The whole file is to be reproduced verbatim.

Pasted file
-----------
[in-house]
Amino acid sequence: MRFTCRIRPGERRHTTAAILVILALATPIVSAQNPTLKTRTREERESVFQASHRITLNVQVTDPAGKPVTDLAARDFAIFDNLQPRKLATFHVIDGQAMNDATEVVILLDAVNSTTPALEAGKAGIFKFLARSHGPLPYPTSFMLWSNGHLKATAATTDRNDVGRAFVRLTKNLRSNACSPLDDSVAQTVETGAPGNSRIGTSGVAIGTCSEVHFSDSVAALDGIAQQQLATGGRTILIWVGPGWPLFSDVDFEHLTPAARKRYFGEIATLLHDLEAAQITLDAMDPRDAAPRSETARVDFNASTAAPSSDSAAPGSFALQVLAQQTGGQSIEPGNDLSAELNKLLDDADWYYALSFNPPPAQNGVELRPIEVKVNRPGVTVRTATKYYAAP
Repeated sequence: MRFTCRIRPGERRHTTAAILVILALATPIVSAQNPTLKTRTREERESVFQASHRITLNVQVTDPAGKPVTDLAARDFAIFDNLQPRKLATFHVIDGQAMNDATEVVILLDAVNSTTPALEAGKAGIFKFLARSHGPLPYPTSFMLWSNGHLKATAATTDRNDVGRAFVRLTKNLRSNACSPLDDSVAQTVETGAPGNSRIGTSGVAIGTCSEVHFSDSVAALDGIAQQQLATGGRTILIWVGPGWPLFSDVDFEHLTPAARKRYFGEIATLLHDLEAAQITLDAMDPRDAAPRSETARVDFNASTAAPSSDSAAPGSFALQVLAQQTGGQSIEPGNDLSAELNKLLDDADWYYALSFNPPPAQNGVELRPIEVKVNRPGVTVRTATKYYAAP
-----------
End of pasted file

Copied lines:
[in-house]
Amino acid sequence: MRFTCRIRPGERRHTTAAILVILALATPIVSAQNPTLKTRTREERESVFQASHRITLNVQVTDPAGKPVTDLAARDFAIFDNLQPRKLATFHVIDGQAMNDATEVVILLDAVNSTTPALEAGKAGIFKFLARSHGPLPYPTSFMLWSNGHLKATAATTDRNDVGRAFVRLTKNLRSNACSPLDDSVAQTVETGAPGNSRIGTSGVAIGTCSEVHFSDSVAALDGIAQQQLATGGRTILIWVGPGWPLFSDVDFEHLTPAARKRYFGEIATLLHDLEAAQITLDAMDPRDAAPRSETARVDFNASTAAPSSDSAAPGSFALQVLAQQTGGQSIEPGNDLSAELNKLLDDADWYYALSFNPPPAQNGVELRPIEVKVNRPGVTVRTATKYYAAP
Repeated sequence: MRFTCRIRPGERRHTTAAILVILALATPIVSAQNPTLKTRTREERESVFQASHRITLNVQVTDPAGKPVTDLAARDFAIFDNLQPRKLATFHVIDGQAMNDATEVVILLDAVNSTTPALEAGKAGIFKFLARSHGPLPYPTSFMLWSNGHLKATAATTDRNDVGRAFVRLTKNLRSNACSPLDDSVAQTVETGAPGNSRIGTSGVAIGTCSEVHFSDSVAALDGIAQQQLATGGRTILIWVGPGWPLFSDVDFEHLTPAARKRYFGEIATLLHDLEAAQITLDAMDPRDAAPRSETARVDFNASTAAPSSDSAAPGSFALQVLAQQTGGQSIEPGNDLSAELNKLLDDADWYYALSFNPPPAQNGVELRPIEVKVNRPGVTVRTATKYYAAP